Top Stories

September 23, 2013

Human Rights

Bangladesh clothing workers still exploited, finds BBC

Five months after the fire that killed more than 1,100 workers at the Rana Plaza factory, an investigation by the BBC’s Panorama programme has reportedly found factory workers in Bangladesh working 19 hour shifts to produce clothes for the cut-price German supermarket chain Lidl.  According to the investigation, in the past 10 months there have been more than 50 factory fires, with workers killed because they were locked in by factory owners and unable to escape.  The factory at the centre of the investigation, which has not yet been named, has said that the programme’s allegations are false.  Another factory, which reportedly supplies Gap and H&M, was also found to be forcing employees to work 15 hours a day.  The factory said that workers are not forced to do overtime and that some employees were working additional hours in order to extend their holidays.  (The Independent)


Responsible Investment

Fidelity Investments demands companies make executive pay plans longer term

The US firm Fidelity Investments, one of the largest investors in European companies, has announced that next year it will start voting against boardroom pay plans unless firms force executives to hold shares for more than three years before cashing them in.  This announcement follows increasing shareholder agitation over executive pay, sparked by concerns that some senior business executives are being paid high sums despite lacklustre results and regardless of pay constraints elsewhere in the economy.  Fidelity, which manages assets of approximately $240 billion, said that it had conducted a review of more than 300 of the UK’s largest listed companies and found 238 had either no long-term, share-based pay plans in place or ran schemes that had too short a time frame.  Dominic Rossi, Fidelity's Chief Investment Officer, said that the company believed "that lengthening incentive schemes will change corporate behaviour for the better, reducing the temptation to maximise short-term financial performance and instead promote investment and growth."  (Reuters)


Study: economic growth and low carbon “can co-exist”

A new study by the Energy Futures Lab and the Grantham Institute of Climate Change at Imperial College, London, suggests that economic growth and carbon reductions may not be mutually exclusive.  The researchers participating in the study said that the key is employing technology to radically decarbonise the world’s energy sector, which can be accomplished with current technologies.  The researchers, who focused on the industry, buildings and transport sectors, divided the world into ten geographical regions and projected both economic output and population growth to 2050 in each area.  While the researchers admit that the global transition to low carbon energy is challenging in technological, operational, social and political terms, they state that it is both achievable and affordable.  The study analysis indicates the transition to a low carbon energy future would cost approximately US $2 trillion a year by 2050, which the researchers state would amount to only about one percent of global gross domestic product, based on projected 2050 GDP figures. (Eco Business)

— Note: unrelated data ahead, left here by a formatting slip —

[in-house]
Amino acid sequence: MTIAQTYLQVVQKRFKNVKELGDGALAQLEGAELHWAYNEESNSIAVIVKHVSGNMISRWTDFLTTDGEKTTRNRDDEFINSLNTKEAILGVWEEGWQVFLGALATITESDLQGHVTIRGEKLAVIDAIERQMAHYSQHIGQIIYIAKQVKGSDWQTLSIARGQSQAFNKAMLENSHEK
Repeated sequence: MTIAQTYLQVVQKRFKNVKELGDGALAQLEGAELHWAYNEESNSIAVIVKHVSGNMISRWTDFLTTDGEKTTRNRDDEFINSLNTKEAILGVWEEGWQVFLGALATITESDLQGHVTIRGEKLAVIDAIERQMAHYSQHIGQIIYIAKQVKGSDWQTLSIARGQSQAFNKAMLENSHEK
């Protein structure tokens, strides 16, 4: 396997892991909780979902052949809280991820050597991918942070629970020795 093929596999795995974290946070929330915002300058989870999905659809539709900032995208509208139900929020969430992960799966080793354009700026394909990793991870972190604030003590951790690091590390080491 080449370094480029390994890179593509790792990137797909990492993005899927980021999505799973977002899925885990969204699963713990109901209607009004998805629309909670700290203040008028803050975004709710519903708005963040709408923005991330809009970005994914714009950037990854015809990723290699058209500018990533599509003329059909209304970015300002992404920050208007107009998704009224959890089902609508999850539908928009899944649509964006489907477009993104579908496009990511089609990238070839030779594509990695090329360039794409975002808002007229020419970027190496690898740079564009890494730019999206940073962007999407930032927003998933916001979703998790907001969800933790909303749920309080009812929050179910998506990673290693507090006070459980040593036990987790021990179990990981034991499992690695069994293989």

Samsung pushes cooler technology to deal with household food waste

Samsung’s UK Digital Appliances division has announced that it is collaborating with the UK Love Food Hate Waste campaign across its retail electronics outlets to raise awareness of reducing food wastage through storing and organising food more efficiently.  The initiative, which was launched by the UK circular economy and resource efficiency organisation WRAP in 2007 to help UK households tackle the issue of food waste, will allow Samsung to demonstrate how its customers can minimise their food waste and cut down on their household food bill at the same time.  Across its refrigeration range, Samsung claims to offer features that enable people to reduce their household food waste through storing food in the optimum conditions, including custom temperatures, energy efficiency and cooling performance technology.  Emma Marsh, who leads the campaign, said that "there are potential savings of around £200 million if we all use our fridges to store foods such as apples, oranges and carrots and lower the temperature below five degrees."  (Edie)


Ecotricity announces plans to undercut ‘Big Six’ electricity prices

The UK clean energy supplier Ecotricity has announced that it will start providing electricity to consumers at a lower cost than the major ‘Big Six’ energy firms.  Ecotricity said that as “around 40 percent of our electricity supply is self-generated by our own fleet of wind and sun parks, and we have planning permission to more than double that supply in the near future – this degree of energy independence now means we can be price independent.”  Dale Vince, the founder of Ecotricity, said that “people often falsely assume that green electricity is always more expensive.” This follows the announcement in July 2013 that five of the ‘Big Six’ energy companies, Npower, EDF Energy, E.ON, SSE and Scottish Power, were abandoning their renewable energy tariffs, with only British Gas maintaining its Sustainable Energy tariff.  (Blue and Green Tomorrow)

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